The power of digital instructions for medical devices

21 May 2024 12min read

With populations becoming increasingly technically literate, there is currently great potential to rethink the way we can improve medical device instructional content through digital and web-based tools. These digital instructions, including informative web-based animations, videos and other virtual content, offer a wealth of opportunities to enhance the user experience through digital instructions for medical devices.

Moving beyond paper-based instructions

Traditional paper-based medical device Instructions for Use (IFUs) do not always support a positive onboarding experience for new users. It is widely known that, prior to first time use of a product, many users do not read the instructions thoroughly. Countless user studies and on market complaints data have shown that if an instruction can be misinterpreted, missed or ignored entirely, it will be.

Furthermore, the experience of interacting with a lengthy and sometimes cumbersome IFU prior to use can negatively impact your experience of the product as a whole. While improvements to format and layout, with a focus on reducing cognitive load, can go a long way to improving paper-based instructions, the potential of digital instructions opens a plethora of opportunities to improve the user experience.

Despite its potential benefits, the current lack of regulatory clarity around what can and cannot be included in digital instructional content has somewhat hindered its adoption. Finding a solution that works requires a balance of good design approaches, human factors and regulatory considerations.

The benefits of digital instructions for medical devices

Video and digital content is becoming an increasingly popular method of learning among different populations. Statistics show an average of 40% of internet users aged 16-64 watch online videos for learning on a weekly basis, while a report from Pfizer showed that 77% of almost 2,900 patients in England visited online sources to find more information about their medicines.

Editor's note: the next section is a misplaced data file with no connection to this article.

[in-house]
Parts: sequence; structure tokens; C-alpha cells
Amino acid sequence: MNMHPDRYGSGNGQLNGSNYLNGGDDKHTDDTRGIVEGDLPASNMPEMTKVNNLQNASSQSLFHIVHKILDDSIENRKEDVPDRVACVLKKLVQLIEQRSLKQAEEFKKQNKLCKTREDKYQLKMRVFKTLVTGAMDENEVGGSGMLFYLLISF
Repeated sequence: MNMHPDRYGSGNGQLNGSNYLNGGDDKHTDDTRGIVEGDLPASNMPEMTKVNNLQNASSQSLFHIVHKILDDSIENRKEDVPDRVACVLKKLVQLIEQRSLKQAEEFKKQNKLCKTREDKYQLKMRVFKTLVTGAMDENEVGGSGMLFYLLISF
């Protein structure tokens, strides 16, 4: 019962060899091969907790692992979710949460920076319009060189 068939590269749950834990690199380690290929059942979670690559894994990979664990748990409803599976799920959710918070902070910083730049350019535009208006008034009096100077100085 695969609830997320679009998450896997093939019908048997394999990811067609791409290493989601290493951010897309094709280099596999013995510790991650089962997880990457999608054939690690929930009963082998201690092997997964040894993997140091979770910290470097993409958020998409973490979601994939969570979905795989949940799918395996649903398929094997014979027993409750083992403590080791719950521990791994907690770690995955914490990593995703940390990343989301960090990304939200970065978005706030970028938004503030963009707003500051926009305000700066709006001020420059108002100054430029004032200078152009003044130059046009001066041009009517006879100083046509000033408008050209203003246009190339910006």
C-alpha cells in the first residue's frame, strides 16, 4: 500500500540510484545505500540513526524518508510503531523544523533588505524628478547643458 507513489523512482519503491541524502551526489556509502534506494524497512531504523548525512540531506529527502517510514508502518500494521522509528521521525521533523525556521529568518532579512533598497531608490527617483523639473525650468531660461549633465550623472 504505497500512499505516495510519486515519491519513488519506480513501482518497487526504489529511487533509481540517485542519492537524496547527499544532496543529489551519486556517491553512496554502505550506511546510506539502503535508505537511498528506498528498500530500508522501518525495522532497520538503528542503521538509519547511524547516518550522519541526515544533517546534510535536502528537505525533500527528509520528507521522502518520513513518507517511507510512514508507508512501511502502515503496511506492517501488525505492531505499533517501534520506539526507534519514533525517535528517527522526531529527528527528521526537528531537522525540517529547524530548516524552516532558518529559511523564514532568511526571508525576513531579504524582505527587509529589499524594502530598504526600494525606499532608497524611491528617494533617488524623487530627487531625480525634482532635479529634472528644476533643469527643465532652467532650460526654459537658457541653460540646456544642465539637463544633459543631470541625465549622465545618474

illustration of scrolling

Indeed, many medical device manufacturers have recognised the need to include electronic instructions for use (eIFU) and other digital options for instructional content on their product websites. Alas more often than not for the user this means accessing the same written content as the paper-based IFU, only on screen. There are of course reasons for this. Regulatory bodies understandably want patients to see the approved and validated content when searching for the Instructions for Use online.

While having an eIFU available online does offer some benefits to users, such as the ability to view the information on screen, search for key terms or print additional copies out themselves, the potential limitations of the traditional IFU format remain. The challenge here is that paper-based IFUs for medical devices are written in a very specific way to meet regulatory requirements. Their evolution often starts from a task-driven process. The order of steps is driven by the task analysis and use-related risk assessment and the IFU must include all relevant warnings and cautions at each step. Though required by the regulatory bodies, paper-based IFUs are often ‘one size fits all’ and do not necessarily reflect how a device designer or a healthcare practitioner, would tell someone how to use their device in reality.

Beyond the simple eIFU, there are now a wealth of other digital approaches for instructional content, many of which have the potential to completely change the user experience. For example, videos and web-based tools can be used by device manufacturers to tell the story of device use in a more accessible way. Use steps can be displayed through animations, focusing on moving imagery to better visualise the process and guide the user through each step. By employing a variety of interactive and engaging features, users can experience tasks steps with a swipe of their screen or click of their mouse, enabling them to visualise correct use digitally, prior to interacting with the physical device for the first time.

Audio, video and animations offer a more dynamic approach compared to the traditional Instructions for Use as well, for example offering an easier way to include different languages and views. Information can be delivered at a set pace, with less potential for patients to skip ahead or miss key content, as they may do when reading an eIFU or paper-based instructions.